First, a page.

Another step towards becoming a keeper of the bees. Walter Kohler-Bond held a one day natural bee keeping course at Mulloon Creek Natural Farms. It was a beautiful day. Walter is just lovely lovely lovely - a permaculture teacher from Moruya. The whole natural bee keeping thing (you know, no chemicals, no moving the hives around willy nilly, letting the hives replace their queen naturally, enabling the bees to become stronger, more resilient, cleverer and to express their full busy bee potential) attracts lots of gentle and interesting folks.
I am in the market for a second hand suit and some gloves and then, AND THEN my friend Eric will help to set me up with a little "nucleus" over summer - in time for them to establish themselves and scurry up enough honey to last over the winter.
I am not exactly scared of bees - its more a high level of respect kind of thing. It would be so lovely to see if some bees would like to come and live in my garden and share their honey.
little bees - I promise to be your devoted, nervous but willing servant.

Saturday, November 8, 2008

Kiwi dating game

So after worrying about the female kiwi vines budding up before the male, it looks like Mr Kiwi is now out in front and the girls are lagging a little. Behold the first Kiwi flower of the season.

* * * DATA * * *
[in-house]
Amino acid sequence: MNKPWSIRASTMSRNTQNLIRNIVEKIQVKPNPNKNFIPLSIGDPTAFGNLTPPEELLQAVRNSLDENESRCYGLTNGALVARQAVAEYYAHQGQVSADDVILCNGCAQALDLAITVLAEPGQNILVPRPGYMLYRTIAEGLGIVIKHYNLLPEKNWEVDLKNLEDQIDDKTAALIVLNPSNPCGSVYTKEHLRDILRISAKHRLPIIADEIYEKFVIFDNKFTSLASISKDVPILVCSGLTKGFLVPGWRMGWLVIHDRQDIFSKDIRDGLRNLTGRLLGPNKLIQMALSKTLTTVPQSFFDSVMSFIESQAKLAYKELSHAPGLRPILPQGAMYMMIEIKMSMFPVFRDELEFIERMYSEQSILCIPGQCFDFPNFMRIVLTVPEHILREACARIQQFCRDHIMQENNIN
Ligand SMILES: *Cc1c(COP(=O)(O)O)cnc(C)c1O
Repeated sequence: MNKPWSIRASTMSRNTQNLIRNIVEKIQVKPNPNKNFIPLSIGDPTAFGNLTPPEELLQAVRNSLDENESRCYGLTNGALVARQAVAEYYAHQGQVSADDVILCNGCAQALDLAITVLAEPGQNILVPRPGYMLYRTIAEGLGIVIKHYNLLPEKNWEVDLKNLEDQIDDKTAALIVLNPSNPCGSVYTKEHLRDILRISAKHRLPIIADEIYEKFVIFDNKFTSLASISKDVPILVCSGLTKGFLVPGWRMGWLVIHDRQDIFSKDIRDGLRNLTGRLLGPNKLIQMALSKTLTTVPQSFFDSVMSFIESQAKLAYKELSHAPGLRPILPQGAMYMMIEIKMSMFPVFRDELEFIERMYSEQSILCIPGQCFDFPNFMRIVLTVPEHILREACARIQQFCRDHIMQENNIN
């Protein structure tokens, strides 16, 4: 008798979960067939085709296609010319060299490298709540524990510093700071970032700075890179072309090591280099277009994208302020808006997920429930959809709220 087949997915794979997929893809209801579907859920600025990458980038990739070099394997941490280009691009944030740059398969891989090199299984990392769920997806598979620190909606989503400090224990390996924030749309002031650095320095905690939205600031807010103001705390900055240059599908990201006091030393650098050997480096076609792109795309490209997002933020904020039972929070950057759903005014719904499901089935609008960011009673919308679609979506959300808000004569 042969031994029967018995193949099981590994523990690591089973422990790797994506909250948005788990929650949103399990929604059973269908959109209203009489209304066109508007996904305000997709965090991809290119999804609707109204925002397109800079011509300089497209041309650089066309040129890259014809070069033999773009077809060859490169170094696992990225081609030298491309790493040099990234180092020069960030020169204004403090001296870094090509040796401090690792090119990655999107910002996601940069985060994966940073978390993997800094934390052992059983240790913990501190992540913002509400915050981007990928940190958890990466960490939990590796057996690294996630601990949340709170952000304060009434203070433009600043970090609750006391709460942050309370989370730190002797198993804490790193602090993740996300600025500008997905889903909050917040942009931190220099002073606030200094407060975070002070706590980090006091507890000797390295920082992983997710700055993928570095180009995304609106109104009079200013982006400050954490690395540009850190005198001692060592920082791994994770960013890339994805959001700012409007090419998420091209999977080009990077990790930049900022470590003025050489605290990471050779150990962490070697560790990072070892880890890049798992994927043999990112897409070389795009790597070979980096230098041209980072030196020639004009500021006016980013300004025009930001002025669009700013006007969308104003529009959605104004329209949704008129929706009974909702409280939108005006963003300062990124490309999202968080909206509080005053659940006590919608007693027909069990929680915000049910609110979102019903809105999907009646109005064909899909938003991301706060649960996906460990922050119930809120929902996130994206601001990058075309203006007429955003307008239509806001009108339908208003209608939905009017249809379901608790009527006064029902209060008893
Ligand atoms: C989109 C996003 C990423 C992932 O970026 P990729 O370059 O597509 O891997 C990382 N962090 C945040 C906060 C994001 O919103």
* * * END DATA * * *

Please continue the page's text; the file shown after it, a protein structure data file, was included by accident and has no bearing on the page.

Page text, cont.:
Come on girls!






In other news, it rained last night and today - WONDERFUL for the garden but not too good for my tomato planting plans. Its cleared up a little now, but there is a cold wind - not much fun for the newlyplanted - so I wait and see how the weather is later today or tomorrow.





Clever Amelia hatched out 7 little ducklings.




Oh, and after lots of drama we ended up with 13 Pekin bantam babies and only ONE faverolle. The faverolle is a he and has been duly christened "the big fella". He isn't even a very good faverolle - wrong number of toes, not quite right colour - but he'll do and I love him. He is also called "the $50 chicken" seems thats what I paid for the dozen faverolle eggs plus freight. I have never had much luck with eggs that have traveled by air. Road freight - not a problem. Express freight from QLD - not so good. He likes to sit on my shoulder in the evening while the news is on.




Hosui and Kosui have lots of perfect tiny nashis - they seem to have grown out of their juvenile budjump problem which is a relief.




The mulberries are ripening. The broadbeans are prolific - I will start freezing these tomorrow. The strawberries are luscious. It looks like we will get a crop of gooseberries for the first time. The young berries and raspberries are flowering. The lemon is looking much much better after a dose of Epsom salts and some potash.




This chilly return of winter has got me baking muffins and crocheting -its all good.